How a one-of-a-kind business has kept 5,000 kitchens out of landfills

David Pogue
Tech Critic

Ordinarily, you’d probably have no interest in my kitchen renovation project. It’s a common story: The kitchen is nearly 20 years old and starting to fall apart, we’re readying the house for an eventual sale, blah blah blah.

What makes it fascinating was how we got rid of it.

Most people throw their old kitchens into dumpsters, which takes all of it to the landfill: cabinets, countertops, appliances. Sometimes your contractor may take pieces off your hands; sometimes you can get Habitat for Humanity to take pieces of it. But mostly, it’s landfill.

But we stumbled onto a much better approach, in the form of a company called Renovation Angel. There’s only one company like it in the country, and its business model is astonishingly airtight:

  • They send a crew to dismantle, wrap, and haul away your old kitchen, piece by piece, for free. You’re saved the cost of the demolition ($5,000 or so), dumpster rental, and disposal fees. Then they then give you a huge tax deduction. Winner: You.
  • They set up your kitchen’s components in a 43,000-foot showroom in New Jersey, where they then resell your entire kitchen! Other people who are renovating their kitchens get luxury stuff for a fraction of its usual price—maybe 10% or 20% of its original cost. Winner: The next owner of your kitchen.
The showroom holds about 50 kitchens at a time.
  • Over 12 years, this operation has saved 5,000 kitchens from the landfill. Winner: The planet.
  • The company employs 35 people. Winner: Renovation Angel’s employees.
  • The best part: After expenses, Renovation co-founder Steve Feldman donates the rest of the company’s income to charity—$2.2 million so far. Winners: At-risk children, recovering addicts, job trainees.

This is, in other words, a win-win-win-win-win scenario.

But does it work?

I love that that this idea has something for both hard-nosed conservatives (“I’ll take that $25,000 tax deduction, thank you”) and bleeding-heart liberals (“Save the environment and help the less fortunate? Sign me up!”) But I’ll just say it: All of this sounded too good to be true.

So I emailed the company. They sent a guy out to look over the kitchen, measure, take photos, and assess its resale value. The economics of this company work out, Feldman says, only if he resells upscale kitchens; at the moment, Renovation Angel accepts only about half of the candidate kitchens.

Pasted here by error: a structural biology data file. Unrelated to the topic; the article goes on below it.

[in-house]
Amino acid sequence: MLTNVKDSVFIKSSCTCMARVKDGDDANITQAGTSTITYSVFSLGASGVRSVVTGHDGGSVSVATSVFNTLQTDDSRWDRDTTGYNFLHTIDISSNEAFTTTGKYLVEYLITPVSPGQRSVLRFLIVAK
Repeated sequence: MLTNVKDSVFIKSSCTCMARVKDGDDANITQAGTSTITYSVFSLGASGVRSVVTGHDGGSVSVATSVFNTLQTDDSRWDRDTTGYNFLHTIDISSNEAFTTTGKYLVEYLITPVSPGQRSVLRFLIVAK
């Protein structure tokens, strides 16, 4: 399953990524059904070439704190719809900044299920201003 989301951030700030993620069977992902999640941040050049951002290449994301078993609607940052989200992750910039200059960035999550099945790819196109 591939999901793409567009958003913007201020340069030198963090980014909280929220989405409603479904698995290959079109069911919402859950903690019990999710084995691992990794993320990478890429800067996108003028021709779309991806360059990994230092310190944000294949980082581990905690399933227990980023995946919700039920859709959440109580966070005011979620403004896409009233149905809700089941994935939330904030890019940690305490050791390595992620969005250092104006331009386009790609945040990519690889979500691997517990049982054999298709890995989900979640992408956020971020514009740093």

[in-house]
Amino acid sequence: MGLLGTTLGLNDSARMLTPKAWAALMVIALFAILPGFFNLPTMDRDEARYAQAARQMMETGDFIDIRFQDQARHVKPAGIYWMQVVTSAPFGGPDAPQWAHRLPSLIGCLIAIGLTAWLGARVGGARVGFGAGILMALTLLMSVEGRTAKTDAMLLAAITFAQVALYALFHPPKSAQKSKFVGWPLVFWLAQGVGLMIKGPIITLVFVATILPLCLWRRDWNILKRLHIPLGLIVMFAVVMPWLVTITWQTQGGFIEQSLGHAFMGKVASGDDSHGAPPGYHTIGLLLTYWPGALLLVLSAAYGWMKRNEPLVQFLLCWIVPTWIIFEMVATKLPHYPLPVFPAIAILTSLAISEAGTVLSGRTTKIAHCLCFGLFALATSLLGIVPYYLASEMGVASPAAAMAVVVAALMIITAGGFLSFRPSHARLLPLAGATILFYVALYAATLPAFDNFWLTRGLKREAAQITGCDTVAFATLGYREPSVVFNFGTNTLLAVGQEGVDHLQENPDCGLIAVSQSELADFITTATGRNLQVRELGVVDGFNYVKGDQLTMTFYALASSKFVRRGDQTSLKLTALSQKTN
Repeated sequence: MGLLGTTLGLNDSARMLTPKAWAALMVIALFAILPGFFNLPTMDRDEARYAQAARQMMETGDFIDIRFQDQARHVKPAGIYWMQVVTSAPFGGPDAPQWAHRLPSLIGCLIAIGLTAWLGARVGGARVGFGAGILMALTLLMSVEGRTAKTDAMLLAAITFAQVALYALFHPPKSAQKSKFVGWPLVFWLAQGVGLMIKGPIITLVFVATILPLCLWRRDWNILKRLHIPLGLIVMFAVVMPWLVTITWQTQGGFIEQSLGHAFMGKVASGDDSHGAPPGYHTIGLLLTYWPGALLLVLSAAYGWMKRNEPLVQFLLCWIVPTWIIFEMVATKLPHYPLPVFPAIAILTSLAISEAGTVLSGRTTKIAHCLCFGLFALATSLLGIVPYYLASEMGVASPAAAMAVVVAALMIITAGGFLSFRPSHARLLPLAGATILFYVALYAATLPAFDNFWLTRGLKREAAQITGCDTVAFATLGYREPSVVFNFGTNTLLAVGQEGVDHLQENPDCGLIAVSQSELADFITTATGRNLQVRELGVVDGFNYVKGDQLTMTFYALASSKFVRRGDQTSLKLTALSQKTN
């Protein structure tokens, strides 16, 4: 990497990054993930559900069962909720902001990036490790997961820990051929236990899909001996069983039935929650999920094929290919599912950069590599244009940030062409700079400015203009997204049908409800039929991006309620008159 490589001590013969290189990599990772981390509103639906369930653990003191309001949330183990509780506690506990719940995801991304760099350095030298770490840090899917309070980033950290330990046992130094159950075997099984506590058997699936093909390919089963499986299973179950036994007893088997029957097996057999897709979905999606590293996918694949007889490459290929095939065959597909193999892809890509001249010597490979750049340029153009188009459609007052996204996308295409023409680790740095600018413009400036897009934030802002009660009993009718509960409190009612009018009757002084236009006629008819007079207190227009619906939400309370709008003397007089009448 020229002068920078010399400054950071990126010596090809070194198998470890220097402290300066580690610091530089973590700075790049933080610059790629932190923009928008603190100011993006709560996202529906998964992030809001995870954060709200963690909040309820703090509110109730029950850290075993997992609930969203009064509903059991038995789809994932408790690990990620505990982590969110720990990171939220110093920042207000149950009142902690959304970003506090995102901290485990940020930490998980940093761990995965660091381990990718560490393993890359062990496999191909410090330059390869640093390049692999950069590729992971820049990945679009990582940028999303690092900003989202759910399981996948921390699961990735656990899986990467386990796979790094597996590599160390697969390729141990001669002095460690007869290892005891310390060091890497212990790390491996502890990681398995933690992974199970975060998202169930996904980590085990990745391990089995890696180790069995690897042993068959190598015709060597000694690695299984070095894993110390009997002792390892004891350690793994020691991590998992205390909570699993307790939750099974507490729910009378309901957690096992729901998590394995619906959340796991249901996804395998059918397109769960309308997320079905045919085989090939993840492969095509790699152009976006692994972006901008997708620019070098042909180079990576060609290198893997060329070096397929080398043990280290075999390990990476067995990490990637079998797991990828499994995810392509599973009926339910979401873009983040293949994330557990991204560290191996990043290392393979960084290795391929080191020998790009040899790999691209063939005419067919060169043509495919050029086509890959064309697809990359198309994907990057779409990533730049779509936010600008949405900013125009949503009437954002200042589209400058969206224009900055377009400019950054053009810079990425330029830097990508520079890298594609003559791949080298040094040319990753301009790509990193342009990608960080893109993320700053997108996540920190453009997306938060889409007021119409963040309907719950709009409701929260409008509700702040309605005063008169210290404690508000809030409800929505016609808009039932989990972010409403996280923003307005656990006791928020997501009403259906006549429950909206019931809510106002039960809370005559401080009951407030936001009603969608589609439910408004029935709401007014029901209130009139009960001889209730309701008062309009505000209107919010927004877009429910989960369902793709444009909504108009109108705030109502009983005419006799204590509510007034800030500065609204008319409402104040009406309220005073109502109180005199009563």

Our kitchen made the cut. So on the appointed day, a crew of four men—insured, background-checked—spent about four nonstop hours taking the old kitchen apart. (Incredibly, this was their second kitchen of the day.)

The Renovation Angel crew doesn’t demolish the old kitchen; they recycle it.

The term for this process is demolition, but no destruction was involved. Instead, they carefully unscrewed every piece, wrapped it for protection, and loaded it into a moving truck parked outside. It was amazing to watch, especially in time-lapse (see my video above)

Off it goes to New Jersey!

To get the tax deduction, I had to hire an appraiser; but that was my only expense. (I guess that means that somebody else wins from all of this.)

A week later, I visited the Renovation Angel showroom to interview Feldman—and there, among all the other kitchens stacked up for sale, were all the pieces of my own beloved kitchen, ready to move on to a new home. I even saw a New Jersey couple checking it out.

That’s the part I didn’t get. How can someone buy a kitchen from a totally different house? What are the odds that it will fit their kitchen space?

“Everybody has this question,” Feldman says. “The answer is, kitchens are modular. So if you had a 20 by 15-foot space, somebody else might have a 12 by 20 space. They use a few less cabinets. They rearrange them differently. They get different granite. But at the end of the day, they’re saving themselves tens of thousands of dollars.”

Founder Steve Feldman shows off a kitchen ready for a new life.

Steve’s story

Confusingly, at least to me, Renovation Angel is the name of the demolition side of the company; the part that resells the kitchens is called Green Demolition. It’s the Green Demolition site that lists kitchens for resale.